ScholarSpace will be down for maintenance on Thursday (8/16) at 8am HST (6pm UTC)
Please use this identifier to cite or link to this item:
Oxygen consumption, evaporative water loss and body temperature in the Sooty Tern, Sterna fuscata
|Title:||Oxygen consumption, evaporative water loss and body temperature in the Sooty Tern, Sterna fuscata|
|Authors:||MacMillen, Richard E.|
Whittow, G Causey
Christopher, Ernest A.
Ebisu, Roy J.
|LC Subject Headings:||Sooty tern -- Physiology.|
Birds -- Physiology.
Body temperature -- Regulation.
|Issue Date:||Apr 1975|
|Publisher:||Island Ecosystems IRP, U.S. International Biological Program|
|Citation:||MacMillen RE, Whittow GC, Christopher EA, Ebisu RJ. 1975. Oxygen consumption, evaporative water loss and body temperature in the Sooty Tern, Sterna fuscata. Honolulu (HI): Island Ecosystems IRP, U.S. International Biological Program. International Biological Program Technical Report, 60. 15 pages|
|Series/Report no.:||International Biological Program Technical Report|
|Abstract:||1.The oxygen consumption, total evaporative water loss, and deep-body temperature of Sooty Terns were measured at air temperatures within the range 10°C - 45°C.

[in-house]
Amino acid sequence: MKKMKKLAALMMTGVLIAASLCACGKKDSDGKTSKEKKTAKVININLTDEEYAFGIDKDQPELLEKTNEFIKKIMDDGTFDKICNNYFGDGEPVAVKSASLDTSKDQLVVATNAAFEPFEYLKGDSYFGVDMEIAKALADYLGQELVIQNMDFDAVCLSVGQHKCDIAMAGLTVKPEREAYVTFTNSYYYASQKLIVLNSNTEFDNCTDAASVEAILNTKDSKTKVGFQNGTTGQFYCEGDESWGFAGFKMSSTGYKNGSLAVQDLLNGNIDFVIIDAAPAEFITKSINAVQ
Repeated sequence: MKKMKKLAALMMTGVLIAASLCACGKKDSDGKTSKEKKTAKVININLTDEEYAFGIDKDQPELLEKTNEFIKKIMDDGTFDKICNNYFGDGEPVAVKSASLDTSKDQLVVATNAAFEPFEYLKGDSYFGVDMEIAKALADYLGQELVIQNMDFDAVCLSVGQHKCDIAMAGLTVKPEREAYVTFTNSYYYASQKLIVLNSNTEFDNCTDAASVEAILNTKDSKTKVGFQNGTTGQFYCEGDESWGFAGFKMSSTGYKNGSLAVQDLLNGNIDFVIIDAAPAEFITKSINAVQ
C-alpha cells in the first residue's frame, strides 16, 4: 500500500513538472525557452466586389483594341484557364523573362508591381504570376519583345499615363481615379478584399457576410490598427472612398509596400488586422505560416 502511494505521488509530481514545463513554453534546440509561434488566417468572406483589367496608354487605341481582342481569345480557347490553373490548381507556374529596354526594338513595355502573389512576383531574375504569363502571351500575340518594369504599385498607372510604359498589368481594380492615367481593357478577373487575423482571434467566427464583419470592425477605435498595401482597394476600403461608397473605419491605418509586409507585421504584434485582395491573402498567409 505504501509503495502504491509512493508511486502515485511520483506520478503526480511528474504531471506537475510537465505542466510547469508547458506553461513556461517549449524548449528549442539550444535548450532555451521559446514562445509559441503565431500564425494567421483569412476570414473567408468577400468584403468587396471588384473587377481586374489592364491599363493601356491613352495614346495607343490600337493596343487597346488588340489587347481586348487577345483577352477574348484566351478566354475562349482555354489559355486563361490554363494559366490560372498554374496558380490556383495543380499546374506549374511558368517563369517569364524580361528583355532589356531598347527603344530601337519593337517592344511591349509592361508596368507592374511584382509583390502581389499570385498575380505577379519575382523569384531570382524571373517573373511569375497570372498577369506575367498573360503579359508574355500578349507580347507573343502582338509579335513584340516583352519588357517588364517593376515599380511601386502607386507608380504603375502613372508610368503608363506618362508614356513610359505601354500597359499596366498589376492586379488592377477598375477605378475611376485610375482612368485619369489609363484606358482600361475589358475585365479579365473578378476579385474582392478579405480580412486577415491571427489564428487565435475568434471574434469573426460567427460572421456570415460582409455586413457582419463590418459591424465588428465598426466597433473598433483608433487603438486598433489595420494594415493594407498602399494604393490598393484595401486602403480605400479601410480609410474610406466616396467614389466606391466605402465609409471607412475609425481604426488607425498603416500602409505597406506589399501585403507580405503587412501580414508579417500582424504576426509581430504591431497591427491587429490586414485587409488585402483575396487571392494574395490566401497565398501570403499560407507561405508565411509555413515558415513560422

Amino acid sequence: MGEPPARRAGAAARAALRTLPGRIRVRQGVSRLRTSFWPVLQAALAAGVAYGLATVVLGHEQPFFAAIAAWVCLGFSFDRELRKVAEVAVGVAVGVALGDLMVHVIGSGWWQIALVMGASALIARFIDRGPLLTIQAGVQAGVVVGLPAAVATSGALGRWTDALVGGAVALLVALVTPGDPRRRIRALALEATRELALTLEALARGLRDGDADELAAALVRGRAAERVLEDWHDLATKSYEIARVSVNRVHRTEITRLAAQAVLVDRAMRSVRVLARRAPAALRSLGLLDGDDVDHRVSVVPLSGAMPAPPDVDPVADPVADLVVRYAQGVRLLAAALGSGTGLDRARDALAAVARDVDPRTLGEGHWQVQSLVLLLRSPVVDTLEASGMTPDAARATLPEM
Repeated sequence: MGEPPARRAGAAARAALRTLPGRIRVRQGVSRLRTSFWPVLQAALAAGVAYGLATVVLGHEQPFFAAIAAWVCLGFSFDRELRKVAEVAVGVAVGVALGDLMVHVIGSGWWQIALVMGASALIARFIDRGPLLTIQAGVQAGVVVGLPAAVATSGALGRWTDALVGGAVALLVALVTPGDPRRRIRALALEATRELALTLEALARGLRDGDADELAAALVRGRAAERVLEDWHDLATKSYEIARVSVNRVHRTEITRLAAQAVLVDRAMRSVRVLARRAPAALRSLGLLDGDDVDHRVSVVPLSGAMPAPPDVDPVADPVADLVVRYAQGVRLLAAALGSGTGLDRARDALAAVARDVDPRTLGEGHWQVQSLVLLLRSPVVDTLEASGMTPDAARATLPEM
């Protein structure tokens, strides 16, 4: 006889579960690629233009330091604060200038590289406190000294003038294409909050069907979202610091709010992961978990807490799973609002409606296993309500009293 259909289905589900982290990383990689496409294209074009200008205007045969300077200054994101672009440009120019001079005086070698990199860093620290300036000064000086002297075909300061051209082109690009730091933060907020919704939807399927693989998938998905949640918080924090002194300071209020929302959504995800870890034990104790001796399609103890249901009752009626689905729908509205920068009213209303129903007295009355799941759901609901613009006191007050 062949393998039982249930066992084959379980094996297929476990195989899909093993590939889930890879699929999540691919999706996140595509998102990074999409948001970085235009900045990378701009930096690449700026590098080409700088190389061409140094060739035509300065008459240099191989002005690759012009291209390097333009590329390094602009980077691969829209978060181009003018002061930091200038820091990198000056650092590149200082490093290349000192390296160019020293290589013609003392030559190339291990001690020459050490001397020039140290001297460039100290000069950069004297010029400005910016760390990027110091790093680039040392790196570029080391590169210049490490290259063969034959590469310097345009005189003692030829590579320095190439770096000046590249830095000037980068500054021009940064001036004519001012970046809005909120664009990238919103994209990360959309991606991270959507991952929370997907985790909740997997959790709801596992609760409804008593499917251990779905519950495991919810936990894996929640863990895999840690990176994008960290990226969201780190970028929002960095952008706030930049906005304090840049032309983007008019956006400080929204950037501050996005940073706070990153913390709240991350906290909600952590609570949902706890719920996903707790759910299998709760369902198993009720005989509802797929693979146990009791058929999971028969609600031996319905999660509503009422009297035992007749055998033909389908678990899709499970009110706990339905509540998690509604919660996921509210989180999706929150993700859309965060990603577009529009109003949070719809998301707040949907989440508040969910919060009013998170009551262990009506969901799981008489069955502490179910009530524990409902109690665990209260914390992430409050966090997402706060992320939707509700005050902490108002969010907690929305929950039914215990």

2. At air temperatures from 10°C to 30°C, the cloacal temperatures were relatively constant, the temperature of the fledglings tending to exceed that of the adults. At air temperatures of 35°C and higher, the birds became hyperthermic.
3. The thennoneutral temperature was approximately 30°C. The heat production of the terns was lower than the predicted value for non-passerine birds of their weight.
4 . Thermal polynea was observed at the higher air temperatures, but at an air temperature of 44°C - 45°C, only one bird was able to dissipate heat in excess of heat production, by evaporative cooling.
5. The calculated thermal conductance was constant at air temperatures of 10-30°C, but the conductance increased at higher temperatures.
6. It was concluded that Sooty Terns are not especially proficient at evaporative cooling, in spite of the thermal demands of their tropical environment. They appear to rely also on a rather low level of heat production, air movement and behavioral mechanisms of temperature regulation.
|Description:||Reports were scanned in black and white at a resolution of 600 dots per inch and were converted to text using Adobe Paper Capture Plug-in.|
|Sponsor:||Supported by NSF Grant GB-23230 and GB 29287X Island Ecosystems IRP/IBP Hawaii, and from the Primo Foundation|
|Rights:||CC0 1.0 Universal|
|Appears in Collections:||International Biological Program Technical Reports (1970-1975)|
Please email email@example.com if you need this content in an ADA-compliant format.
Items in ScholarSpace are protected by copyright, with all rights reserved, unless otherwise indicated.